- (intransitive) To rush or hurry.
- I'll have to hustle to get there on time.
- (transitive) To con or deceive; especially financially.
- The guy tried to hustle me into buying into a bogus real estate deal.
- (transitive) To bundle, to stow something quickly.
- To dance the hustle, a disco dance.
- To play deliberately badly at a game or sport in an attempt to encourage players to challenge.
- To sell sex, to work as a pimp.
- To be a prostitute, to exchange use of one's body for sexual purposes for money.
- (informal) To put a lot of effort into one's work.
- To push someone roughly, to crowd, to jostle.
1915, George A. Birmingham, “chapter I”, in Gossamer (Project Gutenberg; EBook #24394), London: Methuen & Co., published 8 January 2013 (Project Gutenberg version), OCLC 558189256:
- There is an hour or two, after the passengers have embarked, which is disquieting and fussy. […] Passengers wander restlessly about or hurry, with futile energy, from place to place. Pushing men hustle each other at the windows of the purser's office, under pretence of expecting letters or despatching telegrams.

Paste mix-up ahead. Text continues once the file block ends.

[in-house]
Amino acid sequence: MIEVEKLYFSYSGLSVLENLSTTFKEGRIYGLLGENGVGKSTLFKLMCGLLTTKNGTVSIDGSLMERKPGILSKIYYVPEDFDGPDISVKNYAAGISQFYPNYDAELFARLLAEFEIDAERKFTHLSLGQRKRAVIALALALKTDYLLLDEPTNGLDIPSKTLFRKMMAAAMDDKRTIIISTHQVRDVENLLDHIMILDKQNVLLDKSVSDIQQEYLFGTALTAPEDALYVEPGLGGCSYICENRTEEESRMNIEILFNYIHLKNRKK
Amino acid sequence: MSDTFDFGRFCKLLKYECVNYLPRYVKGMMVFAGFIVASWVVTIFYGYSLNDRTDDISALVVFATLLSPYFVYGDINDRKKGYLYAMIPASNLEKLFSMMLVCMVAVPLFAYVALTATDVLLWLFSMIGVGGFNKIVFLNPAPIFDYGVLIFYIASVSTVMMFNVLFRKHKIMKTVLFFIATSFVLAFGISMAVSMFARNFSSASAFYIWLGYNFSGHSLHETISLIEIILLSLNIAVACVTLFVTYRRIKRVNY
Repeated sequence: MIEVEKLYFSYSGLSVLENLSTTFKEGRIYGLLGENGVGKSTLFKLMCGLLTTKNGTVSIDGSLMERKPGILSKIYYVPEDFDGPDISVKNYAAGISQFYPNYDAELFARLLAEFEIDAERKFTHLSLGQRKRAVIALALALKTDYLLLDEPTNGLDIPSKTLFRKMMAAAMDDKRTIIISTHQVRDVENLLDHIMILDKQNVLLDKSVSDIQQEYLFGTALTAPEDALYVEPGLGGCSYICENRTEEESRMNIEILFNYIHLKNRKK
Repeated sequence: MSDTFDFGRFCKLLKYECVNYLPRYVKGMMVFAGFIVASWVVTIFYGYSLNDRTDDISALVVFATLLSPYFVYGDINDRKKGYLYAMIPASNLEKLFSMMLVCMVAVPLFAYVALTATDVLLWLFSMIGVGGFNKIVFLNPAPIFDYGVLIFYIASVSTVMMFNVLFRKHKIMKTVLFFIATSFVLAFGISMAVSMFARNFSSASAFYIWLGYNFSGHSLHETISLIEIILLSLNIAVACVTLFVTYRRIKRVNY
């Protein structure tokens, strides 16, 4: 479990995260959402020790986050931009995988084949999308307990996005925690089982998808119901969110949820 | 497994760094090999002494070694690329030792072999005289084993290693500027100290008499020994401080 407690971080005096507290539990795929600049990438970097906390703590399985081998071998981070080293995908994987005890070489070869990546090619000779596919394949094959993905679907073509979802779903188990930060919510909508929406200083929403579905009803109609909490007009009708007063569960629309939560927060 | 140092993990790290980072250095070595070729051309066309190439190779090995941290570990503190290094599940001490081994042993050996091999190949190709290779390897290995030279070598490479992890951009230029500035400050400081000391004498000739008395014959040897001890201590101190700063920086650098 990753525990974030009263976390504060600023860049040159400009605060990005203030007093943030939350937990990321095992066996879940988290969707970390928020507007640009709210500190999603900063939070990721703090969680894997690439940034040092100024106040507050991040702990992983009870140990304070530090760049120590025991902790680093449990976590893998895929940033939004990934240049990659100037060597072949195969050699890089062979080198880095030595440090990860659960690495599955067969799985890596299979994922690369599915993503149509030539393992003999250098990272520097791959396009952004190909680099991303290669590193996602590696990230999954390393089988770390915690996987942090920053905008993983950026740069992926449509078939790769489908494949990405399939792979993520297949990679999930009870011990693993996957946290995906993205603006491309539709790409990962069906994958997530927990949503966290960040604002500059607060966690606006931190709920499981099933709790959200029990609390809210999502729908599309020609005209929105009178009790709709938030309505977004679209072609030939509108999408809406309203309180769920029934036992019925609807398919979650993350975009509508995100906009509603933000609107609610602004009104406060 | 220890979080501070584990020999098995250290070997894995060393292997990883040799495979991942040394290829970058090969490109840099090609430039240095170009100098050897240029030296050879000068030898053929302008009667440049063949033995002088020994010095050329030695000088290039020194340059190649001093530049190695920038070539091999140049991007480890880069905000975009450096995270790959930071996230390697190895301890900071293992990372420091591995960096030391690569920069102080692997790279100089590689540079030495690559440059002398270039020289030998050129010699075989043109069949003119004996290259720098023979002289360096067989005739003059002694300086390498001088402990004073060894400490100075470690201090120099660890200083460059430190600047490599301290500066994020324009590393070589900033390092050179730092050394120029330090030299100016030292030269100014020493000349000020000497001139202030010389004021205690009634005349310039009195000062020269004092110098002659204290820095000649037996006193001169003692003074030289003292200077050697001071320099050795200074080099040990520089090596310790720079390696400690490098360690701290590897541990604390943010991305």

- (informal) To work.
- Dutch: hosselen
to rush or hurry
to con or deceive
hustle (plural hustles)
- A state of busy activity.
- A propensity to work hard and get things done; ability to hustle.
1934, Agatha Christie, chapter 3, in Murder on the Orient Express, London: HarperCollins, published 2017, page 26:
- 'It's just natural for the folks here to be indolent,' she said. 'They just haven't got any hustle in them.'
- A type of disco dance.
- (prison slang) An activity, such as prostitution or reselling stolen items, that a prisoner uses to earn money in prison.
rush or hurry